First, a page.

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Literature / Grizzly Tales for Gruesome Kids

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Grizzly Tales for Gruesome Kids is the Artifact Title/Franchise-Driven Retitling of a popular book series from British author Jamie Rix (who also wrote the Alistair Fury books). It gained traction in The '90s, its debut winning the Smarties Prize Children's Choice award in 1990, and was popular enough to spawn two television adaptations.

In contrast to said adaptations, at first, the books had no specified narrator and wasn't set in a cinema; each book was an omnibus: full of several short stories about horrible children getting their comeuppance, or eerie outcomes to mundane situations, guaranteed Nightmare Fuel for some readers or absurd Black Comedy for everyone else.


The first four followed this format, playing as books full of modern fables for children that were considering misbehaviour, showing them what terrifying fate they'll face (being Eaten Alive or a Karmic Transformation, for example) if they made the same mistakes as the characters, but later publications (simply renamed Grizzly Tales) imitated the style of the cartoon with a creepy, wisecracking storyteller Breaking the Fourth Wall to dish out advice and proverbs to try and work out as he told the stories. This character later materialised on the revived TV adaptation as The Night Night Porter at the HotHell (even though most of the stories in the books starring him ironically appeared in the preceding TV series that he didn't star in).

The books in the series are:

  1. Grizzly Tales for Gruesome Kids Stories 
  2. Ghostly Tales for Ghastly Kids Stories 
  3. Fearsome Tales for Fiendish Kids Stories 
  4. More Grizzly Tales for Gruesome Kids Stories 
  5. Nasty Little Beasts Stories 
  6. Gruesome Grown-Ups Stories 
  7. The "Me!" Monsters Stories 
  8. Freaks of Nature Stories 
  9. Terror Time Toys Stories 
  10. Blubbers and Sicksters Stories 
  11. The Naughty Gnomes of NO! Stories 
  12. Super Zeroes Stories 
  13. A Grizzly Dozen (a compilation book of other published stories)


  • The Ace: Much of these characters are usually arrogant and are either the rival to the main character or the Villain Protagonist, who are never spared.
  • Alliterative Title: The names of the first few titles.
  • Adults Are Useless: In many instances, the children starring misbehave because their parents are either too lazy, too busy, too submissive, or too gullible.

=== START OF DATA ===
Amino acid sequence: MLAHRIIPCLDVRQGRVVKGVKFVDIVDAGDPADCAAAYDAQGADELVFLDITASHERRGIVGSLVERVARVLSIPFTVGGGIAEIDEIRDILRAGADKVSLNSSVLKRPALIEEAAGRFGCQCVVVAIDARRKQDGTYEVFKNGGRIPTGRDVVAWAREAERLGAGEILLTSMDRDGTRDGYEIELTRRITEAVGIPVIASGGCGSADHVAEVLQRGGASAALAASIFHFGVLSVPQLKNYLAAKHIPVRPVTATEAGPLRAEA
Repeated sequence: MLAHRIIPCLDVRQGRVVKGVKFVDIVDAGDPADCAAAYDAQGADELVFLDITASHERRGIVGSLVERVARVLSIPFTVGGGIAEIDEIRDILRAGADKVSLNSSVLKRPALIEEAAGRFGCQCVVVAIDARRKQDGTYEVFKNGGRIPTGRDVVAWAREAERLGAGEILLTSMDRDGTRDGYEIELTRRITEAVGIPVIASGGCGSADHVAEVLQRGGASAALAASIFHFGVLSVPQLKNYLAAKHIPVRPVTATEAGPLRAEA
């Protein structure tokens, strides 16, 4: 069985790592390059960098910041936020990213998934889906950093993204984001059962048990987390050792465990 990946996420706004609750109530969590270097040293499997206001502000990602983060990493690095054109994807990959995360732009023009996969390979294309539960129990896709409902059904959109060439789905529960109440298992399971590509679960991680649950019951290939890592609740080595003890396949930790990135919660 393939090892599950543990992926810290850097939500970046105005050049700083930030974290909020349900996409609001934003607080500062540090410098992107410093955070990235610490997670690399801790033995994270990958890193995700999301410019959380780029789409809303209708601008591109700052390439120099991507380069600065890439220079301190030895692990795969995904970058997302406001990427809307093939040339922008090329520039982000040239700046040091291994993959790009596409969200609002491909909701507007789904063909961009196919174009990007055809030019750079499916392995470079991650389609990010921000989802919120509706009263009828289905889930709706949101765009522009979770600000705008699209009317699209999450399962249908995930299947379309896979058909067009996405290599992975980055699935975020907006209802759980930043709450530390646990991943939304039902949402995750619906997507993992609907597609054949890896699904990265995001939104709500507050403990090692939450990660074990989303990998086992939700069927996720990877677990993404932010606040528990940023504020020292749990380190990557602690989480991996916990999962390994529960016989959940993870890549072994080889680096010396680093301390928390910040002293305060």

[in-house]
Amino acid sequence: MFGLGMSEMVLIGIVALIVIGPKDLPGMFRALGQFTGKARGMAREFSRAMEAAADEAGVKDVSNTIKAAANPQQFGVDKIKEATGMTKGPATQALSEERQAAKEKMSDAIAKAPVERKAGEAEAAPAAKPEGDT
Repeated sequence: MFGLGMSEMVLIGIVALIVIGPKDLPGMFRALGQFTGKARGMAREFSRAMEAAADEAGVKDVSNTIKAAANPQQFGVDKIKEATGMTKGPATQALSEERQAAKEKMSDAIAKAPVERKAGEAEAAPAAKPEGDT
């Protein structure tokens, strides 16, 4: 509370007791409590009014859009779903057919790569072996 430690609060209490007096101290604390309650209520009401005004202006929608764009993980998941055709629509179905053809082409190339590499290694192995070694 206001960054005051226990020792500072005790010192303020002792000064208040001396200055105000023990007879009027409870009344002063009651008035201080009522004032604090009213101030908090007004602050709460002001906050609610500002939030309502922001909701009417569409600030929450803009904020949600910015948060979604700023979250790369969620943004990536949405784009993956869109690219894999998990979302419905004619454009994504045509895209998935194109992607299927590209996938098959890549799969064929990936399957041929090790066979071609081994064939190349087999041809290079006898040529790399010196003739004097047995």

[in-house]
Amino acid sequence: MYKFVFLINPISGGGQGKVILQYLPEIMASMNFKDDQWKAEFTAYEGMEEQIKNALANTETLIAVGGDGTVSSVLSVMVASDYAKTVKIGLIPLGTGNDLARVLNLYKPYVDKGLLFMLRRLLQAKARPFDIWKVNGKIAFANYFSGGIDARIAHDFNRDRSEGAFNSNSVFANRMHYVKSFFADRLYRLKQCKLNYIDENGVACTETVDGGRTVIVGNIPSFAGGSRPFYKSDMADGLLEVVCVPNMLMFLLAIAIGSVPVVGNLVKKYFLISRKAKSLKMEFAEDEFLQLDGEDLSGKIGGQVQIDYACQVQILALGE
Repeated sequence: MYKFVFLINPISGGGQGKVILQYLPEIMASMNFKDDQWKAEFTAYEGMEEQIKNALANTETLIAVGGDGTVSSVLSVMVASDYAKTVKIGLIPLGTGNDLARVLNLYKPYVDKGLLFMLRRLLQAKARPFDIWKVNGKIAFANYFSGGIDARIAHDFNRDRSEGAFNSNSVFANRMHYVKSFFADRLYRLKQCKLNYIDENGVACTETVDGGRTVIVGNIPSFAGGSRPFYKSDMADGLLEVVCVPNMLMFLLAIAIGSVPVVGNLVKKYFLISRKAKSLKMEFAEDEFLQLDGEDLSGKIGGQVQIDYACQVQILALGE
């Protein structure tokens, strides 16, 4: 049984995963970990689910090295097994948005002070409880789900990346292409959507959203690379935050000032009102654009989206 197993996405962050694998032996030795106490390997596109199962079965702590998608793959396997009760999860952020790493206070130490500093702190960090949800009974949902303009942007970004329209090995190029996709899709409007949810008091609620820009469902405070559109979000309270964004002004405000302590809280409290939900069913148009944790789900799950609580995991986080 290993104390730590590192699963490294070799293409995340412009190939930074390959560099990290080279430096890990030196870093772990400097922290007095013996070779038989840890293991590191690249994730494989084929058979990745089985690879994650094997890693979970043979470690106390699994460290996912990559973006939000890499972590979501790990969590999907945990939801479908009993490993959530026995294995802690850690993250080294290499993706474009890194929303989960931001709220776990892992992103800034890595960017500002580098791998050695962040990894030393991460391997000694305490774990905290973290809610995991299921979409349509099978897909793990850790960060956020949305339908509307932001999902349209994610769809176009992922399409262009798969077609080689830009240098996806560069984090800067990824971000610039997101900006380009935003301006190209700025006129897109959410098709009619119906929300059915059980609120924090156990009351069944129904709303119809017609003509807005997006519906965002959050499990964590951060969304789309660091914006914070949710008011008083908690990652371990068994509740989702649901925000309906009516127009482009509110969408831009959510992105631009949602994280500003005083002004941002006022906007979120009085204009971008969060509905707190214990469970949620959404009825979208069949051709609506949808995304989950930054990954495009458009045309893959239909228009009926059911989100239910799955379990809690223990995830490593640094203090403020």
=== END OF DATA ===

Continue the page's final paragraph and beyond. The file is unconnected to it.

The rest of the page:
• An Aesop: Too many to fit on this page.
  • Asshole Victim: Much of the kids when they meet their fate.
  • Attention Whore: Many kids, such as "Well'ard Willard", Dolores from "Silence is Golden" and Tanya and Peregrin from "The Barber of Civil".
  • Big Brother Bully: A few characters (like Dorothy May from "The Piranha Sisters", Monty from "Monty's Python", for example) often play pranks on their younger siblings For the Evulz.
  • Crapsack World: The nicer characters usually lived in a world like this with parents that hated them or went to a school where no one wanted to be their friend.
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  • Dead All Along: The twist ending to both "Grandmother's Footsteps" and "Athlete's Foot".
  • Death by Gluttony: Rover in "The Upset Stomach" explodes after eating everything in sight, including its owner Ethel. Whether eating Ethel was the side effect that caused its death is debatable.
  • Death by Irony: A lot of characters' fates end up like this.
    • "Well'ard Willard", for example, bragged empty promises to save his skin and was roasted alive by the Sun, saving his skin behind as a thing for his parents to remember him by. This is different than the cartoon, in which he melts like an ice cube.
    • The end of "The Stick Men" is Laser-Guided Karma. After Chico's parents wash him and his stick figure drawings off the wall, they die in a helicopter accident. When the emergency teams recover the bodies, they pull out giant stick figure corpses.
    • "It's Only a Game, Sport!" is about Bruce, a sore loser that throws tantrums when he doesn't get his own way. When his sister is beating him at Snakes and Ladders, he decides to change the rules: instead of climbing up ladders and sliding down snakes, they would now fall down ladders and crawl up snakes. When he eventually decides to cheat and storms off in a huff, he falls down the ladder of their house and is gobbled up by a snake.